A recent shipment of Ukrainian Direct Reduced Iron (DRI) / Hot-Moulded Briquettes (HMB) has come to our attention, in as much as one of our Member’s vessels had to call into a port of refuge for assistance after their cargo was observed to be significantly heating up. The briquettes were loaded below the specified size (broken), probably as a result of poor handling.
The production of DRI (IMO Bulk cargo Code ref BC015) is a process in which iron ore is crushed, partially freed from unwanted material and then pressed in the form of pellets. These pellets are then subjected to hot reducing gases, prepared from the partial burning of methane or similar gases. This process – to remove the oxygen – is carried out at temperatures just below the melting point of iron, leaving a rigid sponge-like structure, known as DRI pellets.
By reason of it’s sponge-like nature, the pellet has an enormous surface area relative to its mass. Oxidisation of iron is a surface phenomenon – the larger the surface area relative to the mass, the more reactive is the product. As far as reasonably possible, DRI should not be dropped from a height into the hold, thus damaging the pellets and increasing their surface area. The rate of oxidisation is accelerated by the presence of water, even more so by the presence of water containing chloride ions (seawater). This oxidisation is mainly exothermic – heat is produced – cases have occurred where the entry of seawater into bulk DRI has resulted in the pellets actually catching fire. Another product of the oxidisation process is hydrogen gas, which is highly explosive.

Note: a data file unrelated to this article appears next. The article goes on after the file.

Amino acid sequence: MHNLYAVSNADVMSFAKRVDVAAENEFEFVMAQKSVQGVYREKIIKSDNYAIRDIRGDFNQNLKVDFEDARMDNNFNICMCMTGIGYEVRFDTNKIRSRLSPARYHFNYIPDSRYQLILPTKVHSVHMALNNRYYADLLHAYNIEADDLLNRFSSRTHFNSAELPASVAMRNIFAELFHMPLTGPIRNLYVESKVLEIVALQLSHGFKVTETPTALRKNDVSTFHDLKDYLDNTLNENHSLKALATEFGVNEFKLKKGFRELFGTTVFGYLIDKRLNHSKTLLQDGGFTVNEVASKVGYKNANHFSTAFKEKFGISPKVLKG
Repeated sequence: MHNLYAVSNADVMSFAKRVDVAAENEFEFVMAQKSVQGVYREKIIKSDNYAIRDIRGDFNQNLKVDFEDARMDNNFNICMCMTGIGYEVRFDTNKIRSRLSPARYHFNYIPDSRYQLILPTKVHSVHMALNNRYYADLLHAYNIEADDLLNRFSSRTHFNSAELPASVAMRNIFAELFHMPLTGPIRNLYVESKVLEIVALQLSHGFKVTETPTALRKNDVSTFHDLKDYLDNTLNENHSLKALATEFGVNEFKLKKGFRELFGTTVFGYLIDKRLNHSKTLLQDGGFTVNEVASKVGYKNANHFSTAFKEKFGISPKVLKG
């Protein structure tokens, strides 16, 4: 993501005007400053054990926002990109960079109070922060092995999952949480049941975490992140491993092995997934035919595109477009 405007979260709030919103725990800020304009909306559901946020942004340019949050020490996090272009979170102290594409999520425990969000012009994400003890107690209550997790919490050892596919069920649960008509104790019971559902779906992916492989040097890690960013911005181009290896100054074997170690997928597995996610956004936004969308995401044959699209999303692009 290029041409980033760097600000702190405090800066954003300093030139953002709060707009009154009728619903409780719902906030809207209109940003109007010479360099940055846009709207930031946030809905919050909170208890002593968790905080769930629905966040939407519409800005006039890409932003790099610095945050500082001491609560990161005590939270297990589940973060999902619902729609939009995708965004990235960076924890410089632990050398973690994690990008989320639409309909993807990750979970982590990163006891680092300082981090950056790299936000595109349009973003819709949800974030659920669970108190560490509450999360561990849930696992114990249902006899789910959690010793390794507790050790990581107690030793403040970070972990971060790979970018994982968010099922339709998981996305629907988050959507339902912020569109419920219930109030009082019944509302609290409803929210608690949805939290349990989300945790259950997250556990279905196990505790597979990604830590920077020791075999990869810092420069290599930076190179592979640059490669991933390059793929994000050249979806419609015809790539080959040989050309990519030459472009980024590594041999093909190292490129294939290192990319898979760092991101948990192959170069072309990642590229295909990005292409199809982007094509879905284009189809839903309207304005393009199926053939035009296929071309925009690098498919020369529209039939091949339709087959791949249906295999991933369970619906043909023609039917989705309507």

A second form of DRI is prepared as a powder, which is subsequently compressed into briquettes (ref BC016). These have a very small surface area relative to their mass and are subsequently less reactive.
Prior to loading onto a vessel, briquettes may be stored uncovered, exposed to rain – which is not in itself too much of a problem provided that they are not obviously wet when loaded. The bottom layers on the quay prior to loading are likely to be excessively wet and should be rejected if obviously so. However, if it rains during loading, operations should cease. A fine spray is often used during discharge operations to keep the dust down, so rain would not be a problem.
On completion of loading and prior to sailing, it is recommended, if weather and time permit, that the holds be left open for as long as possible to allow the cargo to cool. The temperature of the stow is to be monitored – if in excess of 65°C, sailing should be postponed until it is clear that the temperature is falling. If it continues to rise, the Master should seek P&I assistance. Should the temperature rise abnormally on passage, the Master should make for a port of refuge and seek P&I assistance.
It is recommended that DRI is carried either in an inert atmosphere – the preferred gas is nitrogen, but if this is not available, carbon dioxide may be used – or treated with an oxidation and corrosion-inhibiting process. Ideally, the inert gas should be injected at the bottom of the stow, from several outlets so as to force out the air in the stow. The amount of inert gas used in the stow should be sufficient to maintain an oxygen concentration below 5% by volume and hydrogen content below 1% by volume.
It is recommended that when carrying HMB, effective ventilation of cargo and adjacent spaces be maintained whenever possible. The forced-air equipment should be intrinsically safe.
For more information, contact UK P&I Club Loss Prevention Dept., or refer to LP Bulletin 5-6/97, LP News issue 8 - 12/97, Carefully to Carry no.12 –12/86 & issue 5 – 12/97.
Source of information: UK P&I Club – Loss Prevention Dept., IMO BC Code